picture of the day

Going back home

31 Comments

Wearing suits to protect against radiation, residents of the town of Futaba line up to leave Tamura, Fukushima Prefecture, to visit their homes Thursday. Residents of Futaba, near the radiation-leaking Fukushima Daiichi nuclear complex, were allowed a two-hour visit home to collect belongings for the first time since the complex went into crisis in March.

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31 Comments
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I guess those suits and masks are better than nothing.

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Looks like they are wearing raincoats.

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Not sure how much protection these raincoats actually provide. I guess it's more for their peace of mind than actual protection.

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Does anyone with any knowledge of radiation-protection suits know anything about what these people are wearing? Specifically, does it matter that their faces are exposed? Thanks. (Not looking for speculation, here.)

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The suits are just to keep irradiated particles from sticking to their clothing and following them outside of the contaminated area. The area they're going to is not that heavily irradiated, so they should be more or less safe with even those masks. Probably not effective for a long time stay, but for an in and out event it's better than nothing.

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Oh they look so Cawaii!! Now if we can just get some Louis Vuitton and Coach bag logos on them.

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NetNinja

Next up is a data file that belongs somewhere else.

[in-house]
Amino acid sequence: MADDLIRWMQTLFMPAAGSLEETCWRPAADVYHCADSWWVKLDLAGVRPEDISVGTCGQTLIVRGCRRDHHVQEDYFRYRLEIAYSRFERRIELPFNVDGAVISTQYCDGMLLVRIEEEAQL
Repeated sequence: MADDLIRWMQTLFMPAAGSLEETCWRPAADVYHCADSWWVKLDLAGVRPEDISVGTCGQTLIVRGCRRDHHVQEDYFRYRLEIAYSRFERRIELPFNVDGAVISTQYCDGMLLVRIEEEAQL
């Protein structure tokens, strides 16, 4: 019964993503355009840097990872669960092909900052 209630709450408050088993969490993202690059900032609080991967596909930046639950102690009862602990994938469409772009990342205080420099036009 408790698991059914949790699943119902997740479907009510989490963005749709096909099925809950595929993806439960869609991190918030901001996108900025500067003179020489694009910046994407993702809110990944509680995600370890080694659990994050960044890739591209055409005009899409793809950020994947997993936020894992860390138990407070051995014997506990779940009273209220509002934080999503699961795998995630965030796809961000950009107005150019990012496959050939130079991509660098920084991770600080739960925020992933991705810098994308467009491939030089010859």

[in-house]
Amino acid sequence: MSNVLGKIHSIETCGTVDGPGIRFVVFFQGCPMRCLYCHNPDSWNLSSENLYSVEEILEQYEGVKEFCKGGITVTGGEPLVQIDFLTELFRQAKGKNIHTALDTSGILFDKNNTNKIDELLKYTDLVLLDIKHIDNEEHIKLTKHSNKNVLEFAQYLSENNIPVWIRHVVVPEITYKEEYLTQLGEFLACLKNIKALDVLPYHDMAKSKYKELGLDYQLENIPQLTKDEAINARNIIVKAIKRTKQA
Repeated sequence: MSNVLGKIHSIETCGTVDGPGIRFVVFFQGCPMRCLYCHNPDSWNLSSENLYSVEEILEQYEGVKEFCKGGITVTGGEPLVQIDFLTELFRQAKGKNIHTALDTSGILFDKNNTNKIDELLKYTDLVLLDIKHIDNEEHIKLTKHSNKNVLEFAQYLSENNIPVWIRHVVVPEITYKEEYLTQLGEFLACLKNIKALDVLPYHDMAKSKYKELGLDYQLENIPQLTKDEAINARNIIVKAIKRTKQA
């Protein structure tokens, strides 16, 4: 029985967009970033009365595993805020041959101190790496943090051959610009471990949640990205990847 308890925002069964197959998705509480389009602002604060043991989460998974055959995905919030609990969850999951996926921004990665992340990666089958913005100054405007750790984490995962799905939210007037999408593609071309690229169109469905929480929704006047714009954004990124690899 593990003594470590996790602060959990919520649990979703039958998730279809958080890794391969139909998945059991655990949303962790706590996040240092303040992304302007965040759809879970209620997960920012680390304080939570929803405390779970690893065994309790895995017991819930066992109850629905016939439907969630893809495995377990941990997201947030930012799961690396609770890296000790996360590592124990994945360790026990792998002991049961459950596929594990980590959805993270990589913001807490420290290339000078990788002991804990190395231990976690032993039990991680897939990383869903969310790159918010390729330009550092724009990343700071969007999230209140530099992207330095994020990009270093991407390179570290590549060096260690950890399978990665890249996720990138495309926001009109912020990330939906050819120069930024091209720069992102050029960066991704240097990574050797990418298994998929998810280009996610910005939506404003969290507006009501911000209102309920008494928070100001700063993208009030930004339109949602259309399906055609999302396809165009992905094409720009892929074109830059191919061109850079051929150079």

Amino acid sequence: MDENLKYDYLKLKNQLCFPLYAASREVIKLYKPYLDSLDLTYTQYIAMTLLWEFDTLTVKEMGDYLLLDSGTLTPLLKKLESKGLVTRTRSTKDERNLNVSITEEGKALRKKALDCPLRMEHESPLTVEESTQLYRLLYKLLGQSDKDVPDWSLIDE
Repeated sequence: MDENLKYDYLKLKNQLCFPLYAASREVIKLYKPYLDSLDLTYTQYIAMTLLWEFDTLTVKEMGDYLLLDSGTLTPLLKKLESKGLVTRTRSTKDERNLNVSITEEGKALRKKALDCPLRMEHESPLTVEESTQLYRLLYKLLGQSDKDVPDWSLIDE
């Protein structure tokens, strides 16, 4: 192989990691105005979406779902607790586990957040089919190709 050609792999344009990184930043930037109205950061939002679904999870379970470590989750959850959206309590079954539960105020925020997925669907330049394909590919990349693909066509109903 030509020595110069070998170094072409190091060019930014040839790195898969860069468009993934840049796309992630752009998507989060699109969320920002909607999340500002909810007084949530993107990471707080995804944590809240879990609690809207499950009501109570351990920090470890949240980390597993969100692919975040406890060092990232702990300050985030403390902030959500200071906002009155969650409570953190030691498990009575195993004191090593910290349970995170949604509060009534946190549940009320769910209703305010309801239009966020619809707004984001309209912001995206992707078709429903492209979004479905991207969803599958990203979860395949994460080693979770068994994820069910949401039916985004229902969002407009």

Louis Pasteur would be more appropriate...

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Also the outfits from the feet to the top could be dispossed after use.

In another form or work it was the same for use in what we wore for safety.

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@5cents

Hhahahahaha, very few people make me laugh. That was right on time. *Raises can of RedBull - Cheers Mate!!

Do they have these XXL for Non-Japanese? Gomenasai!! Watsureta!!

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Actually, these suits do not "protect radiation". For that you need several centimeters of lead, which is not practical for clothing (although Lady Gaga would probably find a way). Their purpose is to protect the wearer from radioactive matter or particles from coming into direct contact with or adhering to the skin, where you could get radiation burns or maybe skin cancer in the future. Tht is all. Radiation itself can go right through the material itself. They really ought to be wearing lab glasses though.

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Sorry, I meant to say "protect AGAINST radiation".

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They look like standard food preperation outfits, mind over matter in this case, I dont think it will help them very much.

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I agree with shinjukuboy, Lead lined suits and boots Plus full on respiratory gear would have been the best protection against radiation in the air and soil. Cause what I'm seeing is really no protection. Surgical masks wont stop you from breathing in the radiation that's in the air.

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These suits are not meant to protect against radiation itself. Like a couple of pointed above, they are meant to protect against radiation sticking to your body, hair and clothing.

I got directions from my embassy for possible radiation leak, and they are kind of similar, for ex. wear a disposable raincoat outside esp. if it rains, shower once you get back in, protect all food in closable zip bags etc.

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@ NetNinja Marie Curie Designer bags would be better.

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I want to see a picture of the IAEA and the UN envoy that went to Daiichi. I bet they wore better protection than these Citizens. Whoever gave them those outfits were only concerned about radioactive particles and not radiation itself.

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Wearing those suits would not stop gamma radiation -that would still enter and exit the body with consequent effects.

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They protect against alpha particles but gamma would shoot thru it like a star-wars laser right into human cells.